Aim: FET-EV aims to leverage the integration of battery electric vehicles (BEVs) to the Irish smart grid network at a very low cost but with ultra-high fast charging facilities and thus will accelerate the market uptake of BEVs and charging fleets.
- Develop a system specification and related design using industry-standard SiC components.
- Use that design work to specify the requirements for a fully optimised system utilising the in-house SiC technology.
- Develop the integrated 3C-SiC technology and components and the chip-on-board technology, needed by the fast EV charging station.
- Build and test an optimised, low-cost, ultra-fast EV charging solution.
- Develop an EMS to provide ancillary services and maintain grid standards.
- Identify the barriers and recommendations for stakeholders.
- From a system point of view, the use of this in-house technology will have the following advantages:
- Targeting 25% reduction in large-scale manufacturing costs.
- Higher switching speeds by the use of bare die on a bonded copper board.
- Targeting 50% reduction of switching losses by minimising inductive elements such as bond wires.
- A further reduction in switching losses by utilising the unique ability of 3C-SiC to integrate the free-wheeling SBD within the MOSFET switch structure.
- An ability to run at higher junction temperatures than conventional SiC
- A fully optimised system using customised devices specific to this application.
- This will help to achieve the clean energy target for transport and energy sectors by 2030 as outlined in the Climate Action Plan and National Energy and Climate Plan.
Project Timeline: May 2023 – April 2026
Funding Body: Sustainable Energy Authority of Ireland (SEAI) RD&D Funding Programme 2022.
PI: Shafi Khadem, Lead, intelligent Grid Research @ IERC, Tyndall
Partner: Alan Blake and Peter Ward, SPS Group, Tyndall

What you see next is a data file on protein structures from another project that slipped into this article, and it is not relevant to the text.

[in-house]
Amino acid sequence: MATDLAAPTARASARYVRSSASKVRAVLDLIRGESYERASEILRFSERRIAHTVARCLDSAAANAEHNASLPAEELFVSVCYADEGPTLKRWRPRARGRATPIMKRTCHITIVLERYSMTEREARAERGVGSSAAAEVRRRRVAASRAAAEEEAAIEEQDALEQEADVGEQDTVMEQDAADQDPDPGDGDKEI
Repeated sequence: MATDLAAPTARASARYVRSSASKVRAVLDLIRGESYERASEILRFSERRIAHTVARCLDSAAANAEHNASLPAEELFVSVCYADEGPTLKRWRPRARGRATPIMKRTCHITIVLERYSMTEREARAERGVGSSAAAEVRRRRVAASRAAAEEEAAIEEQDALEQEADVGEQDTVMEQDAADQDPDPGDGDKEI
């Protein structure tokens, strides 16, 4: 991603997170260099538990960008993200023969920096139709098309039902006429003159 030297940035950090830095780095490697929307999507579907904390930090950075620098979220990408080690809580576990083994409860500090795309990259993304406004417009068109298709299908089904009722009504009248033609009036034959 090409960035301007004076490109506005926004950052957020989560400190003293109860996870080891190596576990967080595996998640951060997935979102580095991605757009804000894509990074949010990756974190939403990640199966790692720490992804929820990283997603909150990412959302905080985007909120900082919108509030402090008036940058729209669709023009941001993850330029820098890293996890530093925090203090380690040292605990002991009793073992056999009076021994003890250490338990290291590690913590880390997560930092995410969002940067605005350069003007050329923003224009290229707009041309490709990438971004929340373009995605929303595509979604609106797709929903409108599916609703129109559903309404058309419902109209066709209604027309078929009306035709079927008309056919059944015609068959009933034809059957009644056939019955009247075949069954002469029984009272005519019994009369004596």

Summary: The advent of wide-bandgap (WBG) technologies like silicon carbide (SiC) has opened up previously unimagined possibilities for the implementation of high-efficiency power conversion systems, but the market penetration of these devices has been modest due to very high device production costs compared to silicon. However, WBG devices are essential to meet the rising need for high power density and high-efficiency power electronics converters in medium and high voltage applications. For example, the new generation of SiC devices has accelerated the widespread adoption of electric vehicles (EV), which will need significant reductions in charging times in the future. The Tyndall SPS device research team will develop a world-leading device fabrication technology based on the cubic polytype 3C-SiC, which can be deposited onto silicon wafers to create a hybrid SiC/Si substrate. This capability not only reduces production costs but also offers a route for the integration of MOSFETs and Schottky Barrier Diodes (MOSBD) together in a single device which is not possible with existing SiC technologies. This will enable the realisation of high-efficiency/low-inductance switching circuits and reduced system form factors by the “intelligent Grid” research team in IERC. This proposal seeks to overcome the cost and fast-charging barriers and bring about technical advancements, allowing quicker, more efficient, and more effective methods of charging an EV. FET-EV aims to leverage the integration of battery electric vehicles (BEVs) to the Irish smart grid network at a very low cost but with ultra-high fast charging facility and thus will accelerate the market uptake of BEVs and charging fleets. This will help to achieve the clean energy target for transport and energy sectors by 2030, as outlined in the Climate Action Plan and National Energy and Climate Plan.